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Field Bindweed
04/28/2017
 

One of the more frustrating weeds for homeowners is field bindweed. KSU Horticulture Specialist Dr. Ward Upham recently broke field bindweed control down in to three categories: vegetable gardens, lawns, and shrub beds. A summary of his suggestions are included below!

Bindweed in the garden is not only difficult to control, but typically requires taking the treated portion of the garden out of production for a time. For best results, use a product containing Glyphosate on bindweed in the unplanted area when it is at or beyond full bloom (earlier treatments are okay, but don’t skip the late summer/fall application!). Bindweed needs to be growing well for best results. Glyphosate is non-selective, meaning it will kill whatever it hits. It is, however, inactivated when it comes in contact with soil, so residual is not an issue.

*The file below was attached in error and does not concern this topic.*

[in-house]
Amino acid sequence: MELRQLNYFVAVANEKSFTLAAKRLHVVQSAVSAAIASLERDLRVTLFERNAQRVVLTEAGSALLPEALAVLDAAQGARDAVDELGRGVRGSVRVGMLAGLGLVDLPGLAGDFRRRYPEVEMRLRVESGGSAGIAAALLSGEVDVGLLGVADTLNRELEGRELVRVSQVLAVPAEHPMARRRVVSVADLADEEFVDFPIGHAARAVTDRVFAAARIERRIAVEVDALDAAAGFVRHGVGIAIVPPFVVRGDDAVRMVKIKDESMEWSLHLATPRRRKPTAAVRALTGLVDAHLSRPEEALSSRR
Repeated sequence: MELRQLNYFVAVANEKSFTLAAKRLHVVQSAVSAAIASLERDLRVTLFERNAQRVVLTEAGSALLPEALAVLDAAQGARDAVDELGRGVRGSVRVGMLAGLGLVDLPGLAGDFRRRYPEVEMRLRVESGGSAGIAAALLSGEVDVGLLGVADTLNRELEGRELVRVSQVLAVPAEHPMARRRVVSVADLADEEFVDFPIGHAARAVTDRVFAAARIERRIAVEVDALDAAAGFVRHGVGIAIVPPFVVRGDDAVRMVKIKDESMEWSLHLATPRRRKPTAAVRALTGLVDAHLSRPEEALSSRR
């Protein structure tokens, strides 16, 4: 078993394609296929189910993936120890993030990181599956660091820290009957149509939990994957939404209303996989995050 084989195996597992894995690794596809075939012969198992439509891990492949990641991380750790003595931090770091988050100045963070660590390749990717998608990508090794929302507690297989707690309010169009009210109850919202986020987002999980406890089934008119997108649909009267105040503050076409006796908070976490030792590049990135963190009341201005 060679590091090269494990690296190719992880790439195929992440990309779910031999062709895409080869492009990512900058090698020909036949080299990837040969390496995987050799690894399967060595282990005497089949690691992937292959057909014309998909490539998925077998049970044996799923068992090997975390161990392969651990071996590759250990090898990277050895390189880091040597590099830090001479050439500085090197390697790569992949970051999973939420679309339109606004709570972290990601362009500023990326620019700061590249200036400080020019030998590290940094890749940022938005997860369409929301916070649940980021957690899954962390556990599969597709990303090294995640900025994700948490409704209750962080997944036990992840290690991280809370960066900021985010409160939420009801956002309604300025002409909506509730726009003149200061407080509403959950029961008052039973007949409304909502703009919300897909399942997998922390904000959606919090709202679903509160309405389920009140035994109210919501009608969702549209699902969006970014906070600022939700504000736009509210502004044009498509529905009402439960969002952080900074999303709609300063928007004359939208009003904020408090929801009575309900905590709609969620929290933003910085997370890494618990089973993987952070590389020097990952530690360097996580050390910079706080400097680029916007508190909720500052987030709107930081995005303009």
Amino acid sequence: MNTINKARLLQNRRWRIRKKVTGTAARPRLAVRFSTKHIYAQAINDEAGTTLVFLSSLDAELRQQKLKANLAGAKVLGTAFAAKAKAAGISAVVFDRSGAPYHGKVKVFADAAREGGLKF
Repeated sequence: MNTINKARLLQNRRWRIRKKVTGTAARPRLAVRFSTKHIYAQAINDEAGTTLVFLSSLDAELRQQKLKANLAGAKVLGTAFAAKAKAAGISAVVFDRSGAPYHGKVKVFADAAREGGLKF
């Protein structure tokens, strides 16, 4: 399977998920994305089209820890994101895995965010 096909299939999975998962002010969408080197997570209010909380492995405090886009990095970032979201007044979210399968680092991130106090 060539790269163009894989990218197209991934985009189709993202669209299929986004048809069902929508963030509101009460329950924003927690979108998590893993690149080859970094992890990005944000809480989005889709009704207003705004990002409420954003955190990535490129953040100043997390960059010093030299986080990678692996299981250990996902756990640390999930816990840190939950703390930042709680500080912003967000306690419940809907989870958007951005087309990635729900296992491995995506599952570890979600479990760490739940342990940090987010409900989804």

In lawn situations, a number of herbicides products are available that include the active ingredient quinclorac for bindweed control. Quinclorac products work better than glyphosate and are selective, meaning they can be sprayed on turf and not cause damage. Do not use clippings from the turf in compost or mulch due to the herbicide contained in them. If bagged, discard them! Avoid application over the exposed roots of trees and ornamentals and it would probably be best to avoid spraying beneath the canopy of any trees to avoid possible damage. Do not use quinclorac in the garden!

Control in shrub beds will require spot treatment of glyphosate between plants. Shields must be used to keep spray from contacting green plant material. Remember, glyphosate will hurt your shrubs if it contacts green tissue. Bindweed can be controlled by pulling, but persistence is a must! According to a study Dr. Upham saw from the 1940’s, bindweed produces enough energy to start strengthening the roots when it reached the six-leaf stage. Knowing that, if pulling is how you are going to control, never allow plants to produce more than six leaves.

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